- Category: Interview
- Created on Monday, 17 November 2014 09:43
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Ashoke Chatterjee, the former executive director of National Institute of Design (NID) is leading a busy schedule even in this retirement life. He along with late Prof Ravi Matthai triggered the much acclaimed ‘Jawaja Project’, and it gave new hopes and lives for many people in Rajasthan. As per Ashoke, handicrafts industry is the second largest source of employment in India, but it remains miles away from the limelight. In a recent interview with All Lights Film Magazine, Ashoke expressed his views on Indian Handicraft Industry, and he also shared his experiences as a jury member at the ‘Heritage Film Festival, 2014.
Question 01: You are such an unquestionable name in the craft development sector, and you have immense experience in this arena. Tell us some unforgettable experiences in this journey blended with Indian arts and crafts.
Answer : There have been many, and to choose is difficult. These include the journey of the Artisans Alliance of Jawaja through 4 decades, the amazing achievements of Kala Raksha under the leadership of Judy Frater and Prakash Biwani and of the Khatri family in Kutch, and the wonderful outpouring of work by young artisans through efforts of the Crafts Council of India and others. The contributions by NID and other young designers has been enormous, and over many barriers and challenges.
Question 02: You along with the late Prof Ravi Matthai started the Jawaja project, and it gave a new life for the 300 year old leather craft in Rajasthan. Would you mind sharing some experiences on this regard?
Answer : Initially, the Jawaja project was not intended as a ‘craft’ project but rather as an experiment in self-reliance with a deprived community in a devastated environment. It was an effort by Prof Matthai to test if the ‘new’ disciplines of management and design could be of service to those in India most in need of change and opportunity. Craft became the means for this effort in meaningful education, as handskills were the most important potential within this community for livelihood and joint learning. Not only leather, the Jawaja effort also included woven products.
Question 03: The fame of Jawaja leather has now crossed the geographical barriers, and it is renowned all across the globe. What were the lessons you learned while executing this project? Also, share some of the hardships you came across during those times.
Answer : The most important lesson was the capacities within the poor for creating change when given the opportunity,, and the failure of so many official schemes and projects to reach those for whom they are intended. Another lesson was the ability of artisans and designers to work together to create products from inherited tradition that can address the contemporary market, and succeed within highly competitive contexts at home and abroad. The hardships were many, including caste discrimination, official apathy, challenges to group cohesion and unity, and the disrespect which our great artisans so often encounter. Not just in India. Not long ago, the artisans of Jawaja were refused visas to attend a global conference in Canada to which they had been invited to share their experiences with craftspersons from all over the world!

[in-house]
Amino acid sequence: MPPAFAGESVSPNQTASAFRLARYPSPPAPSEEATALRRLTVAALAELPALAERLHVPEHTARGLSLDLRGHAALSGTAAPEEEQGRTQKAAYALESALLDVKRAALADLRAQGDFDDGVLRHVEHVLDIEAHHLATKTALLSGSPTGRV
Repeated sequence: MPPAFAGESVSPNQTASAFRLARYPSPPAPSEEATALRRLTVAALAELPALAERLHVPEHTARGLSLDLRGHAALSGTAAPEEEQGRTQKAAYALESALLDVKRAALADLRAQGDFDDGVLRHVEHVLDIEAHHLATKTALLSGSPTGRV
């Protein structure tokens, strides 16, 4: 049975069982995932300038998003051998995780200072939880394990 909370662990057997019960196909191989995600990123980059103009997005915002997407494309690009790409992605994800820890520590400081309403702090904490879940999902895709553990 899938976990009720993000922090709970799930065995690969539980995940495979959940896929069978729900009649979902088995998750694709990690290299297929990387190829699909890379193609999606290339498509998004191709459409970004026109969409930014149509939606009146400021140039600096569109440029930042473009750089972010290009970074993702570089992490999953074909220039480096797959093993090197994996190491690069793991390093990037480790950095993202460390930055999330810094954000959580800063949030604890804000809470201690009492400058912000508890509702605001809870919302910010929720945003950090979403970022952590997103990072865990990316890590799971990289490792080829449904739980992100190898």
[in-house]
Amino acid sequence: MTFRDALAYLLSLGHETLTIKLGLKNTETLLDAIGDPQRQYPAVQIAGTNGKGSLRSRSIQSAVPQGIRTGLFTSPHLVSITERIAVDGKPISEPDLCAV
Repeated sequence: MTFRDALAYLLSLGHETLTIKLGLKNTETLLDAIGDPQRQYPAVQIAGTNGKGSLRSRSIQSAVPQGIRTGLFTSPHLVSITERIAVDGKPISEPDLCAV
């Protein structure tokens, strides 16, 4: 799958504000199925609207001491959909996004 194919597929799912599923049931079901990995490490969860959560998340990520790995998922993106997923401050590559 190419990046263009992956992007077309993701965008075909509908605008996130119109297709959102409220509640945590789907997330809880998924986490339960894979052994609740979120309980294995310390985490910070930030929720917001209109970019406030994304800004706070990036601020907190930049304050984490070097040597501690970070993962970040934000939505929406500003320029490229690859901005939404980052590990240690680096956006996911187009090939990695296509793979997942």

Question 04: You were one among the jury members in the Heritage Film Festival 2013. Please share us some of your experiences from this corner.
Answer : The wealth of documentation of a high standard was a revelation, and it suggested the great need to continue to bring these resources to national attention.
Question 05: How vital is the role of Heritage Film Festival in proclaiming the rich artistic heritage of the country in front of the Global Public?
Answer : Documentation and access to documentation are indispensable to awakening public awareness about craft quality. Without this awareness, all other efforts at craft revival are likely to fail.
Question 06: What are your future plans to uplift the condition of craft industry in India?
Answer : Two current efforts include working with the Government of India to establish a sound data base for the industry that can encourage attention and investment in what is India’s second largest industry yet one for which no reliable data exists and which therefore continues to be dismissed as lacking priority. This situation exists despite all the hype and rhetoric about our great craft heritage and the scale of this industry, with millions of Indians dependent on their hands for survival. Another effort concerns the need to address the handloom crisis, representing the needs of weavers who are the largest single segment of the craft population now faced with huge challenges despite making what many consider the world’s greatest fabric with a huge unmet demand for it. The seeds of this crisis exist is within the very institutions and schemes that were established to protect and enhance the Indian artisan.